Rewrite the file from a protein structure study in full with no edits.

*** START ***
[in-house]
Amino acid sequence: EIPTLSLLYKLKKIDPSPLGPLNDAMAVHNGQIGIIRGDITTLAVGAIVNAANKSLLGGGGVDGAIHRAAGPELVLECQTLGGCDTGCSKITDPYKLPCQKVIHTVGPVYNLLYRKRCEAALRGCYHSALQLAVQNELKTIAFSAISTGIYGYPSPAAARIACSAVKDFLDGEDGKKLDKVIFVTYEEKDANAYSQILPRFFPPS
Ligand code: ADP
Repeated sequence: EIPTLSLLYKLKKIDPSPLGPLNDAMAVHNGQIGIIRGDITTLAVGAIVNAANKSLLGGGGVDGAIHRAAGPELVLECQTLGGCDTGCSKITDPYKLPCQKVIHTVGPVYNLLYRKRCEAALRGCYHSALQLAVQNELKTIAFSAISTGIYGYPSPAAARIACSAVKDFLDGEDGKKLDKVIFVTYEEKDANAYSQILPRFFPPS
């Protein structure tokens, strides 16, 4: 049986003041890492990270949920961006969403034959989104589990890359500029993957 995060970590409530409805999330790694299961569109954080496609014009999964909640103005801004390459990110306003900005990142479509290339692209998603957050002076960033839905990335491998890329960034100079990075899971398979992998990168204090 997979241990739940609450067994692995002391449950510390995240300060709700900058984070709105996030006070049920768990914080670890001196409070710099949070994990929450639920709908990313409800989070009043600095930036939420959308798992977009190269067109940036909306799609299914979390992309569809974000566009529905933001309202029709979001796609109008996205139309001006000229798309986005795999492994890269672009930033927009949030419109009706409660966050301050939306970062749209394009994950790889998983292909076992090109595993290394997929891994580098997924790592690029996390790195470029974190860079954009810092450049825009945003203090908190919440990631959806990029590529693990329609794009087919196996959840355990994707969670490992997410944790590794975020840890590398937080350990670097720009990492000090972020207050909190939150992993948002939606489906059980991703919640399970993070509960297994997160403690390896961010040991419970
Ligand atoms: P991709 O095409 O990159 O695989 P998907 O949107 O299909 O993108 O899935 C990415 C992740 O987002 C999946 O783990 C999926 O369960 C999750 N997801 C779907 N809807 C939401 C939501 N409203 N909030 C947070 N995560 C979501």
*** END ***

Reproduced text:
[in-house]
Amino acid sequence: EIPTLSLLYKLKKIDPSPLGPLNDAMAVHNGQIGIIRGDITTLAVGAIVNAANKSLLGGGGVDGAIHRAAGPELVLECQTLGGCDTGCSKITDPYKLPCQKVIHTVGPVYNLLYRKRCEAALRGCYHSALQLAVQNELKTIAFSAISTGIYGYPSPAAARIACSAVKDFLDGEDGKKLDKVIFVTYEEKDANAYSQILPRFFPPS
Ligand code: ADP
Repeated sequence: EIPTLSLLYKLKKIDPSPLGPLNDAMAVHNGQIGIIRGDITTLAVGAIVNAANKSLLGGGGVDGAIHRAAGPELVLECQTLGGCDTGCSKITDPYKLPCQKVIHTVGPVYNLLYRKRCEAALRGCYHSALQLAVQNELKTIAFSAISTGIYGYPSPAAARIACSAVKDFLDGEDGKKLDKVIFVTYEEKDANAYSQILPRFFPPS
């Protein structure tokens, strides 16, 4: 049986003041890492990270949920961006969403034959989104589990890359500029993957 995060970590409530409805999330790694299961569109954080496609014009999964909640103005801004390459990110306003900005990142479509290339692209998603957050002076960033839905990335491998890329960034100079990075899971398979992998990168204090 997979241990739940609450067994692995002391449950510390995240300060709700900058984070709105996030006070049920768990914080670890001196409070710099949070994990929450639920709908990313409800989070009043600095930036939420959308798992977009190269067109940036909306799609299914979390992309569809974000566009529905933001309202029709979001796609109008996205139309001006000229798309986005795999492994890269672009930033927009949030419109009706409660966050301050939306970062749209394009994950790889998983292909076992090109595993290394997929891994580098997924790592690029996390790195470029974190860079954009810092450049825009945003203090908190919440990631959806990029590529693990329609794009087919196996959840355990994707969670490992997410944790590794975020840890590398937080350990670097720009990492000090972020207050909190939150992993948002939606489906059980991703919640399970993070509960297994997160403690390896961010040991419970
Ligand atoms: P991709 O095409 O990159 O695989 P998907 O949107 O299909 O993108 O899935 C990415 C992740 O987002 C999946 O783990 C999926 O369960 C999750 N997801 C779907 N809807 C939401 C939501 N409203 N909030 C947070 N995560 C979501």